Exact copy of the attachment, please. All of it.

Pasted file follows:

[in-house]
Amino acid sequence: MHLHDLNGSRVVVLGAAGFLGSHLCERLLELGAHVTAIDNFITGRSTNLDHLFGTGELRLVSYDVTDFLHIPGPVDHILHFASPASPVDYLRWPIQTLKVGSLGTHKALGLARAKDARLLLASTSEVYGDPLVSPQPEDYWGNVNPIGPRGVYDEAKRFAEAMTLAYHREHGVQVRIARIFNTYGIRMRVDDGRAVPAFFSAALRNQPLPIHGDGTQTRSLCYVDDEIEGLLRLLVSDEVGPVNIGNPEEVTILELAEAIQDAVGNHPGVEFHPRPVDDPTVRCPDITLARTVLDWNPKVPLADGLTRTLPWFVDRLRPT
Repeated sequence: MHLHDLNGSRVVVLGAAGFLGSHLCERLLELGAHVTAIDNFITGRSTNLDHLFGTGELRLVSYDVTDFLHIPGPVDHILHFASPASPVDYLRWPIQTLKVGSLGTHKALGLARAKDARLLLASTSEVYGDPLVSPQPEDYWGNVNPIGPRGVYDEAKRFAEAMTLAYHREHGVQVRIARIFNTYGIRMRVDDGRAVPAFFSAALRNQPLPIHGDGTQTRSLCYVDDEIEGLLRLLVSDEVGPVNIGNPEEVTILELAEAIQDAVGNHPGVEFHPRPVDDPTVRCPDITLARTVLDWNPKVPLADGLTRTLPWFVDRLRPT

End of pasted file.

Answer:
[in-house]
Amino acid sequence: MHLHDLNGSRVVVLGAAGFLGSHLCERLLELGAHVTAIDNFITGRSTNLDHLFGTGELRLVSYDVTDFLHIPGPVDHILHFASPASPVDYLRWPIQTLKVGSLGTHKALGLARAKDARLLLASTSEVYGDPLVSPQPEDYWGNVNPIGPRGVYDEAKRFAEAMTLAYHREHGVQVRIARIFNTYGIRMRVDDGRAVPAFFSAALRNQPLPIHGDGTQTRSLCYVDDEIEGLLRLLVSDEVGPVNIGNPEEVTILELAEAIQDAVGNHPGVEFHPRPVDDPTVRCPDITLARTVLDWNPKVPLADGLTRTLPWFVDRLRPT
Repeated sequence: MHLHDLNGSRVVVLGAAGFLGSHLCERLLELGAHVTAIDNFITGRSTNLDHLFGTGELRLVSYDVTDFLHIPGPVDHILHFASPASPVDYLRWPIQTLKVGSLGTHKALGLARAKDARLLLASTSEVYGDPLVSPQPEDYWGNVNPIGPRGVYDEAKRFAEAMTLAYHREHGVQVRIARIFNTYGIRMRVDDGRAVPAFFSAALRNQPLPIHGDGTQTRSLCYVDDEIEGLLRLLVSDEVGPVNIGNPEEVTILELAEAIQDAVGNHPGVEFHPRPVDDPTVRCPDITLARTVLDWNPKVPLADGLTRTLPWFVDRLRPT